Review: The Beautiful Thing That Awaits Us All


Barron, Laird. The Beautiful Thing That Awaits Us All. Night Shade Books (September 3, 2013). Hardcover: 280 pages. ISBN-13: 978-1597804677.


Do I really need to sell anyone on Laird Barron at this point? With three collections (counting this one) and two novels under his belt, he’s not so much the next big thing in horror as he is the the-beautiful-thing-that-awaits-us-all-by-laird-barron-w622-h350current big thing, and justifiably so. While he broke onto the scene as maybe the finest modern practitioner of true cosmic horror, and one of the only people around seriously and consistently turning it out without resorting to pastiches of Lovecraft’s Mythos, he has since gone one better than that and created what will one day no doubt become a Mythos of his own.

From stories set in and around Ransom Hollow and the Black Ram Lodge, to shared symbols (a broken Ouroboros features prominently in the tales and on the cover of The Beautiful Thing That Awaits Us All), even a re-occurring fictional book, Barron’s stories have all the trappings of a Mythos in the making. And though they inhabit many different settings and points in time, they are so thematically and narratively interwoven that it can be difficult to extricate them from one-another. And, fundamentally, extricating them sometimes feels like a futile exercise. For all that they stand just fine on their own, they function even better as a gestalt, a blended tapestry of crushing, unyielding, inescapable dread as palpable as any that has ever been summoned up since the Old Gent’s time.

Indeed, if there’s any complaint to be leveled against The Beautiful Thing That Awaits Us All, it may be that the stories join together almost too seamlessly, and it can sometimes be difficult to remember where one stops and another begins. But then again, that could just as easily be a feature as a bug, a literal reproduction of the phantasmagoric dislocation that features so prominently in Barron’s work. And for every mythology-heavy story that sends out tendrils into Barron’s other tales, there’s an entirely self-contained ghost story, like “The Redfield Girls,” that still manages to carry all the same resonances of fathomless dread.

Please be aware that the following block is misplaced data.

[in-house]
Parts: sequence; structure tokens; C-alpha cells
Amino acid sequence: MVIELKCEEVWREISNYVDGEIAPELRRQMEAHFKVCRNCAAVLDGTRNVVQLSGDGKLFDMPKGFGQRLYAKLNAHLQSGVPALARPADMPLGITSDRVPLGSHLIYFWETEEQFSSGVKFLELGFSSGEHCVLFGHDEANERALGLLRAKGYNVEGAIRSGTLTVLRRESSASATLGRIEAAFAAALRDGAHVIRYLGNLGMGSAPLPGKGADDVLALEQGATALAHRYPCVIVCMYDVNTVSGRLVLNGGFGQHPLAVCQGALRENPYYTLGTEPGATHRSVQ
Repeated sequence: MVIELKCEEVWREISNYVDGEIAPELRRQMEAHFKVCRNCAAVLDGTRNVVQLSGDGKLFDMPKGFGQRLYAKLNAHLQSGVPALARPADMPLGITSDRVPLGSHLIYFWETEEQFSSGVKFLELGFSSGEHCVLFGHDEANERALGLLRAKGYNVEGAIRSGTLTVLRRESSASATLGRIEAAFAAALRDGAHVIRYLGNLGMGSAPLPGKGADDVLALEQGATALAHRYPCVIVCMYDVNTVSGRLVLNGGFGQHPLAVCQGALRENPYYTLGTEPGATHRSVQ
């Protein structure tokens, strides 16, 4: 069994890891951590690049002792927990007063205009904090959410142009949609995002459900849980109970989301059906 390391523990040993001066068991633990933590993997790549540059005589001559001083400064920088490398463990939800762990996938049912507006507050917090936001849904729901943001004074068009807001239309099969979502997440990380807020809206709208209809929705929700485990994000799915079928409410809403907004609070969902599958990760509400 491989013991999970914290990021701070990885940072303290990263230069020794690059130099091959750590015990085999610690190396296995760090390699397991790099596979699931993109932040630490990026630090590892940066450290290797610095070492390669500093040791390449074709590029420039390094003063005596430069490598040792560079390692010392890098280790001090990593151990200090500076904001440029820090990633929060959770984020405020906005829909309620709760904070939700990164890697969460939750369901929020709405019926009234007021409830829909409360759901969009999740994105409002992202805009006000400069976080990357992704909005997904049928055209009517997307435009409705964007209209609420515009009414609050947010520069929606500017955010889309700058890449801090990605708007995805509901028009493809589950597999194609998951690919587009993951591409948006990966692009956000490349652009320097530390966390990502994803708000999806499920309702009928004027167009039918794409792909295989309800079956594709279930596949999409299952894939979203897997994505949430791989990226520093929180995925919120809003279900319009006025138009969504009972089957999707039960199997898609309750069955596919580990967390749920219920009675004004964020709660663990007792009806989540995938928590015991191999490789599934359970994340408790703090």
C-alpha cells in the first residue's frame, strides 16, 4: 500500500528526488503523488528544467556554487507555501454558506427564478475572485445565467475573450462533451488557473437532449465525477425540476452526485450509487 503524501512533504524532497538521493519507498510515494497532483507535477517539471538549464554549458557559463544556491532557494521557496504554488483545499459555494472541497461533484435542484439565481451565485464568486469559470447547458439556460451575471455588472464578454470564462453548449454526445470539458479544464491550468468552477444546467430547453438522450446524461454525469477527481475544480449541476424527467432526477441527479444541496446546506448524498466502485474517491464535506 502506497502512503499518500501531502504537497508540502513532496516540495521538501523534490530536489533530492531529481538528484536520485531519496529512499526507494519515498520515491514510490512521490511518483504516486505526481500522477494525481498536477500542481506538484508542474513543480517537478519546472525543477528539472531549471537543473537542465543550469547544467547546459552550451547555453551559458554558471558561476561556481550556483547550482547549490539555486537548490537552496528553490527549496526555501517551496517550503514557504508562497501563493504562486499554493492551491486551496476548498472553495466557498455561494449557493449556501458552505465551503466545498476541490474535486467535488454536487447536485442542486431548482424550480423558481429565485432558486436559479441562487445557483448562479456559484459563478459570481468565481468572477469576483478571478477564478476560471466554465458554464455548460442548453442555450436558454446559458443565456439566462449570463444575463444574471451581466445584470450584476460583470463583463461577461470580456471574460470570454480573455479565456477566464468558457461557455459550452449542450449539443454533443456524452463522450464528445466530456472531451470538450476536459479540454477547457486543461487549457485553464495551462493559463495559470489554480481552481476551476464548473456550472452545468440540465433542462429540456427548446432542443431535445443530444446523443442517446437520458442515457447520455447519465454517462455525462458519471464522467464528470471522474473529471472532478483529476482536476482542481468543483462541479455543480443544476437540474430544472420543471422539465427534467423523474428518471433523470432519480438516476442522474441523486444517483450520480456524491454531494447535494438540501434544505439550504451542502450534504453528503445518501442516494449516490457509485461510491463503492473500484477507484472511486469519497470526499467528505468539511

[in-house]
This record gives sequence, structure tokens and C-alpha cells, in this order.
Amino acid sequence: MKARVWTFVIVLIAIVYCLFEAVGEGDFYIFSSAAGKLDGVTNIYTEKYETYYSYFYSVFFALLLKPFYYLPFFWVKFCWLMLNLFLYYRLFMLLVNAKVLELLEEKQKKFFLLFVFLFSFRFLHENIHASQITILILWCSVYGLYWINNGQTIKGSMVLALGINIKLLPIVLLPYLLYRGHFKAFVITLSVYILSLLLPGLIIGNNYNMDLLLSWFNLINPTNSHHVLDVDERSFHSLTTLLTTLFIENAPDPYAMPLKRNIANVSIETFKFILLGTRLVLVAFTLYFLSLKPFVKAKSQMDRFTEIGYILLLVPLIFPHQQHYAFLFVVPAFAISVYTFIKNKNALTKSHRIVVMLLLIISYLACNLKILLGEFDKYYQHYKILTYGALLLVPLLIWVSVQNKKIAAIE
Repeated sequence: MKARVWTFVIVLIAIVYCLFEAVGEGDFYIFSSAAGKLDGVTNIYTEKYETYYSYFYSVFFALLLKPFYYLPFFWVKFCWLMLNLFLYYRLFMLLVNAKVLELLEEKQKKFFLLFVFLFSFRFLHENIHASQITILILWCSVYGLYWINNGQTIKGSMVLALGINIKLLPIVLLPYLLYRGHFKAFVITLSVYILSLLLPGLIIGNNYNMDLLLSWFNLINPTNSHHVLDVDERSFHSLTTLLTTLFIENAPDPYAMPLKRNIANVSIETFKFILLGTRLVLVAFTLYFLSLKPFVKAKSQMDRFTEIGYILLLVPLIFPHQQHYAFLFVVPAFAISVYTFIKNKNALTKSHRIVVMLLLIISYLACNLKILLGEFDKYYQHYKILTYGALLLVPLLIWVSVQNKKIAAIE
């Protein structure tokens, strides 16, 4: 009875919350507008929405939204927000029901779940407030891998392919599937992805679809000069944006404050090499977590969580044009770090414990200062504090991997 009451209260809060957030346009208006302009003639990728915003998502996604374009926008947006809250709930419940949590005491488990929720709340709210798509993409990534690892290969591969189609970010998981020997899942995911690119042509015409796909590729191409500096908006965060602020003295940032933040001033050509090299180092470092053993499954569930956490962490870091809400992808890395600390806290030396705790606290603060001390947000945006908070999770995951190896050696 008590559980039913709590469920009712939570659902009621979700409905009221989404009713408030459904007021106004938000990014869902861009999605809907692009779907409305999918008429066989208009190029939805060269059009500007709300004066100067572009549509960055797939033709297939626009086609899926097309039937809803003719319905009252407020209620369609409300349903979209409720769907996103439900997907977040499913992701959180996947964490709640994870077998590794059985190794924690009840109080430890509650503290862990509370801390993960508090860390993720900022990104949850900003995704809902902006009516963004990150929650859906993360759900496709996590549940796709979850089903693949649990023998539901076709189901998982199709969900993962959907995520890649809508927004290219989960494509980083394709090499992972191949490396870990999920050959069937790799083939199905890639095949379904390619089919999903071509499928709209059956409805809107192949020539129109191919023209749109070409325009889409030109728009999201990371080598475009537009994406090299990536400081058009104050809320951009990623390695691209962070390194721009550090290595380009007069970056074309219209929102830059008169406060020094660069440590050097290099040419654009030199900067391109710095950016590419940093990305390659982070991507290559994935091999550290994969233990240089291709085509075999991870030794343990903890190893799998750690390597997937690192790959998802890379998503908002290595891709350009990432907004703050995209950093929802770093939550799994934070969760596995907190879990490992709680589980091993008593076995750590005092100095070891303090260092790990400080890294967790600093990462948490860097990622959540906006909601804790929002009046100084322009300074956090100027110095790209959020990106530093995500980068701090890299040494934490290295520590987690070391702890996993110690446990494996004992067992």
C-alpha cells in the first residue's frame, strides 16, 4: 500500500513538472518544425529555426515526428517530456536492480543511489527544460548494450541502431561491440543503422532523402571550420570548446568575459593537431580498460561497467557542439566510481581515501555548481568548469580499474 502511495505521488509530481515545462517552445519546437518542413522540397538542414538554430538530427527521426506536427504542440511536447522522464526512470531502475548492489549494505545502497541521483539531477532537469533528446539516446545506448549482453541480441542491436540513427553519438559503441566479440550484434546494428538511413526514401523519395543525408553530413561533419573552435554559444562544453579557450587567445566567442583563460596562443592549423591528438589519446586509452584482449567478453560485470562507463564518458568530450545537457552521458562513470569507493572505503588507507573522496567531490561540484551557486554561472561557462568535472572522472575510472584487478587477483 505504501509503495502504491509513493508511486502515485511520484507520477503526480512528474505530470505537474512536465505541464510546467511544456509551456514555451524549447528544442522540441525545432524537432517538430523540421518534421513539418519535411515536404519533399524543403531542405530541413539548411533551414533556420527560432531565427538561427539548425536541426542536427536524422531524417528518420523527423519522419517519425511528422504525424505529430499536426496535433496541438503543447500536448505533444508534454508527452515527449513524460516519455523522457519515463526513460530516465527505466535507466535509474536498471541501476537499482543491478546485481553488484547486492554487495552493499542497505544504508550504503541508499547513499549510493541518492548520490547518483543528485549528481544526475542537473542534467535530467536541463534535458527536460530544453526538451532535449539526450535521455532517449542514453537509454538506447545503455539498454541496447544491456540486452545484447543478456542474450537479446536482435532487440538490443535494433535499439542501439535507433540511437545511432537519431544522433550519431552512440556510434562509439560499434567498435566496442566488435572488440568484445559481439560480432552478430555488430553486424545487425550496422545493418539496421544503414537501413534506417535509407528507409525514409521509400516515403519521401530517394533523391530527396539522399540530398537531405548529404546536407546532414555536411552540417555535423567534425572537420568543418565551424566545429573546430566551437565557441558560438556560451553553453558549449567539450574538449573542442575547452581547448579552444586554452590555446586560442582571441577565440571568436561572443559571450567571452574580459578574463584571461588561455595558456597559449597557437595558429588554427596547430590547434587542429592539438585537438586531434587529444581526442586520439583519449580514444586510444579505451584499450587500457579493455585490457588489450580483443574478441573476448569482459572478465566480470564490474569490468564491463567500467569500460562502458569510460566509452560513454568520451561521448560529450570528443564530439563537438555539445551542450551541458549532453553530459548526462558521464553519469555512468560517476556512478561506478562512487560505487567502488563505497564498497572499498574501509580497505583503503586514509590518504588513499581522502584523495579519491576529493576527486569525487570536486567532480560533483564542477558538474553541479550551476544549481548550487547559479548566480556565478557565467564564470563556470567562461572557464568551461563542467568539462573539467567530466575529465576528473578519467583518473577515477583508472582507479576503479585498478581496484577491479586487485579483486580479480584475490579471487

For the dedicated reader of Laird Barron, you already know what sorts of things you can expect from The Beautiful Thing That Awaits Us All. Tough, damaged characters experiencing the intersections of their own brutal lives with forces vast and infinitely more brutal. Narratives that inevitably break down into events both ghoulish and barely comprehensible, and yet, completely hypnotic. Some of the best stories in the book approach themes and locations already touched on in other stories but from entirely new time periods and angles, like “Blackwood’s Baby,” “Hand of Glory,” or “The Men from Porlock.” Others, like “More Dark” and “Vastation,” may surprise with their unexpected playfulness, while still maintain the building sense of total unease that exists throughout the collection. Only one of the stories is original to this volume, though it may also be my favorite of the bunch. “The Jaws of Saturn” begins with a familiar horrific image – Goya’s painting of Saturn devouring his children – and creates new images as indelible as anything I’ve read in some time.

For the dedicated reader of Barron, The Beautiful Thing That Awaits Us All is more of what you’ve come to expect – nay, crave: a master of the craft, working at the top of his game. For those who’re coming to Barron’s work for the first time here, you’re in for a treat and no mistake. I’d say something hokey about leaving the lights on, but really, lights on or off, it won’t do you much good either way.